Please use this identifier to cite or link to this item: http://hdl.handle.net/10077/32386
Title: Reducing Norms to Superegoic Emotions
Authors: Fittipaldi, Edoardo
Keywords: NormChild–Caregiver InteractionsNormative EmotionsPsychoanalysisSuperego
Issue Date: 2021
Publisher: EUT Edizioni Università di Trieste
Source: Edoardo Fittipaldi, "Reducing Norms to Superegoic Emotions" in: "Etica & Politica / Ethics & Politics (2021) XXIII/2", EUT Edizioni Università di Trieste, Trieste, 2021, pp. 283-307
Journal: Etica & Politica / Ethics & Politics 
Abstract: 
It is notoriously difficult to reduce norms to empirical phenomena. If they are defined in terms of normative language or emotions, the problem is how to distinguish normative from non-nor-mative language or emotions, and this requires an independent concept of normativity. But nor-mativity is as difficult to reduce to empirical phenomena as norms are. A solution may be to make the psychoanalytical assumption that human animals develop normativity through their interactions with their caregivers, whom they conceive to have features that monotheisms ascribe to God. Normative or superegoic emotions can be understood as the unconscious reexperience of early infantile interactions with one’s own “godlike” caregiver. Based on this approach, three types of normative emotions can be distinguished: first, sadistic superegoic emotions, where in-dividuals unconsciously reexperience their caregiver as authorizing their reactive aggression (an-ger), proactive aggression (indignation), and her displays of disgust (superegoic disgust); second, masochistic superegoic emotions, where one unconsciously reexperiences one’s own infantile experience of having hurt one’s own caregiver (guilt), or being disgusting to them (shame); and third, narcissistic emotions, including one’s unconscious reexperience of the infantile experience of believing to be able to measure up to the model represented by one’s caregiver. This approach raises the question of whether non-human animals can experience superegoic emotions. The answer depends on whether they underwent some form of primary socialization; if not, at most, forms of proto-normativity may be found in them such as unsocialized reactive aggression (proto-anger) and unsocialized proactive aggression (proto-indignation). The possibility for domesti-cated non-human animals to have superegoic emotions other than those found in human animals (para-guilt) is also discussed.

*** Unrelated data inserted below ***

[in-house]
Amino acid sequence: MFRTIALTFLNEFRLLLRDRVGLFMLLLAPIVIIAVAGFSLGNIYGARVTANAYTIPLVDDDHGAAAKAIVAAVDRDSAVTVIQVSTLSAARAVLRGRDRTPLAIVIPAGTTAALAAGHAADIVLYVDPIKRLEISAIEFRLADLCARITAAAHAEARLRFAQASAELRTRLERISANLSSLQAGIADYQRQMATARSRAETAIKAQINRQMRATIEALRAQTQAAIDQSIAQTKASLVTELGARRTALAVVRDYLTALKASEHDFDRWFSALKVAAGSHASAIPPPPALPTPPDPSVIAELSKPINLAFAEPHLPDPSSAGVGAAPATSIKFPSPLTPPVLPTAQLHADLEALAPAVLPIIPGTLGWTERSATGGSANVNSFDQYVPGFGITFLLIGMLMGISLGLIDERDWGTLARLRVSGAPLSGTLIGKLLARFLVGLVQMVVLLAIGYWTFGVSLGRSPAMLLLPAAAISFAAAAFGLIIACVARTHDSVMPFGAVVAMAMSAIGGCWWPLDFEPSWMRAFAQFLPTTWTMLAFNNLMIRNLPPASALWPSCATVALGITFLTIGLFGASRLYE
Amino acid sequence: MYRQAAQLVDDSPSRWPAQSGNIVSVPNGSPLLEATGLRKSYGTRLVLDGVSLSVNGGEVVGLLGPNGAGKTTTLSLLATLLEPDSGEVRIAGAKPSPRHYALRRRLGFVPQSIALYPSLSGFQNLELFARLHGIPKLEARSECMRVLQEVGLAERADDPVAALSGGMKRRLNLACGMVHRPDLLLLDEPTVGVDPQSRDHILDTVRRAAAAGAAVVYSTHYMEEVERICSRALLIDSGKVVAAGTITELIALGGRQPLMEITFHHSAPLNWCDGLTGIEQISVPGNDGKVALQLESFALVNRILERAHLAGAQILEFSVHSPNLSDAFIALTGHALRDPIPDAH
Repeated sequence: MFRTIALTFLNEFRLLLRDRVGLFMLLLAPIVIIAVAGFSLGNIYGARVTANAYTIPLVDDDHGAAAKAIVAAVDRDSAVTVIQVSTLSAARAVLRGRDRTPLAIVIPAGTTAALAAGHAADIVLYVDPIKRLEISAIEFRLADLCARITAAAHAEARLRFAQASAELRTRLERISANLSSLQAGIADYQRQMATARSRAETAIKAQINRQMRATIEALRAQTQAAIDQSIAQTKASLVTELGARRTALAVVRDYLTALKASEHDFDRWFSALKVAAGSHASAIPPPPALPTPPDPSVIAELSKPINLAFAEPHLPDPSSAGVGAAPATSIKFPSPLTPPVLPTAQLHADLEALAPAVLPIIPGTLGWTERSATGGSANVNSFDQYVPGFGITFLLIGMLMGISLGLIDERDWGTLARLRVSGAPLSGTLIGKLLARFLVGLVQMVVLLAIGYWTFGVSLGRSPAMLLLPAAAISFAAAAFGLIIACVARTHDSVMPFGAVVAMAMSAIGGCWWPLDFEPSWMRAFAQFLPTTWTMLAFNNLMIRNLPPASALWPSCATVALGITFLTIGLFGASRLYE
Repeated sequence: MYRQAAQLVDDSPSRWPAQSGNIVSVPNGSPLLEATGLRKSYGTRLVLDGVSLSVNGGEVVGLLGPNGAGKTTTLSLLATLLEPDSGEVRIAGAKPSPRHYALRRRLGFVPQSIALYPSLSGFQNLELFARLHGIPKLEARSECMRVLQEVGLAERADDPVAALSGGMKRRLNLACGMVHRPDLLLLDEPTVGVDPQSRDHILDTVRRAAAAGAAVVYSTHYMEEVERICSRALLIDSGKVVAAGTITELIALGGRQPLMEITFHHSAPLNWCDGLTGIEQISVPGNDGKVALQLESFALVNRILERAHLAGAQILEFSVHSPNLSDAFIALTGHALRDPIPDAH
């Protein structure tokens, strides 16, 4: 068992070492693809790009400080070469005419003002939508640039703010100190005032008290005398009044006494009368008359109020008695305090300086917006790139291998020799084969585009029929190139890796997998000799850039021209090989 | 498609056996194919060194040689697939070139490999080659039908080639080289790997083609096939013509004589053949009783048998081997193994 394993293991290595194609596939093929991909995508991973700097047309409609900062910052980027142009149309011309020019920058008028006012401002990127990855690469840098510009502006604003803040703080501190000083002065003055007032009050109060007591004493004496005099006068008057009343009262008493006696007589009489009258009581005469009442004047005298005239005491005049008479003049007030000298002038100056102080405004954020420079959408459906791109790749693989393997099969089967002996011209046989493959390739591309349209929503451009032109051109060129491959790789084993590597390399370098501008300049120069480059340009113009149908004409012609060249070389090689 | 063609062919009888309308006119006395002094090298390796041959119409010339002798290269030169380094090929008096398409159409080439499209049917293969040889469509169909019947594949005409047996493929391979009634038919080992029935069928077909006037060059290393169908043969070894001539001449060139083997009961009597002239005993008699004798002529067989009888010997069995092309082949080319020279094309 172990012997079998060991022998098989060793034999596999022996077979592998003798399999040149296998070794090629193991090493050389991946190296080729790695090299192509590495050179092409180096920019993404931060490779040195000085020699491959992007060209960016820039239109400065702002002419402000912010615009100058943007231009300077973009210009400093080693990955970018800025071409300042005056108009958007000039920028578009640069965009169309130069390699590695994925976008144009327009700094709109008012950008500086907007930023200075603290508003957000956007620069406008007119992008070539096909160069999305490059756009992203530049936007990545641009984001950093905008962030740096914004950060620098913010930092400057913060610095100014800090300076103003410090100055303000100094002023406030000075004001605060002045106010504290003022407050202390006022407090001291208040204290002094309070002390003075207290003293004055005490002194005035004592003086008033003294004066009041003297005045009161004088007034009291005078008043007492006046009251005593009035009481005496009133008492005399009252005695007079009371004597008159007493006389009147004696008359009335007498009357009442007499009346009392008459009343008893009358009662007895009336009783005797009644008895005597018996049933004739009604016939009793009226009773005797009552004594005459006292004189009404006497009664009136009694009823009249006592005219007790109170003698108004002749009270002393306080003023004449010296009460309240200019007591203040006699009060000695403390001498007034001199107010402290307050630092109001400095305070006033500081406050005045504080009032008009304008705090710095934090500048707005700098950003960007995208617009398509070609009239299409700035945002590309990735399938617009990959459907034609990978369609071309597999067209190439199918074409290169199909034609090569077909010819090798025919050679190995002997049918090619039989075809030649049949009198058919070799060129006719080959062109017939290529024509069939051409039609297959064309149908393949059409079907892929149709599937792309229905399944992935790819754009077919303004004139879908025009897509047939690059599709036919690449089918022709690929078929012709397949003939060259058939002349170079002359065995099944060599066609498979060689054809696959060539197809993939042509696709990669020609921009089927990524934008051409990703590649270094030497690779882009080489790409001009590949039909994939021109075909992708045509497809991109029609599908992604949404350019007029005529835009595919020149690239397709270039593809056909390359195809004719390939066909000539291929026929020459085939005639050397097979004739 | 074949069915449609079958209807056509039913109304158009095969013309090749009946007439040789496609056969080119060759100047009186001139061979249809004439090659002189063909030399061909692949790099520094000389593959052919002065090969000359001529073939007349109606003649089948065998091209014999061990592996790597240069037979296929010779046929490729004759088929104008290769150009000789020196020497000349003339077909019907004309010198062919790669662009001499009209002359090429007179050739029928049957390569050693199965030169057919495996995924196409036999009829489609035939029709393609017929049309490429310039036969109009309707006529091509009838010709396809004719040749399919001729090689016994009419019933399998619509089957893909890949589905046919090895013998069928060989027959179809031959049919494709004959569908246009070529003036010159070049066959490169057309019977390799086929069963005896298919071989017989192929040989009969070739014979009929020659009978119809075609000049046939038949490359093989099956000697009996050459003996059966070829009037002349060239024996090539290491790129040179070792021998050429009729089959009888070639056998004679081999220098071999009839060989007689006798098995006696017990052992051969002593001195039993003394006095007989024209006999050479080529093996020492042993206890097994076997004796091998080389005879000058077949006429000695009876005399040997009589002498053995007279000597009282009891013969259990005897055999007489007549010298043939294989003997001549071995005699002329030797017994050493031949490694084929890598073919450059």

Type: Article
URI: http://hdl.handle.net/10077/32386
ISSN: 1825-5167
DOI: 10.13137/1825-5167/32386
Rights: Attribution-NonCommercial-NoDerivatives 4.0 Internazionale
Appears in Collections:Etica & Politica / Ethics & Politics (2021) XXIII/2

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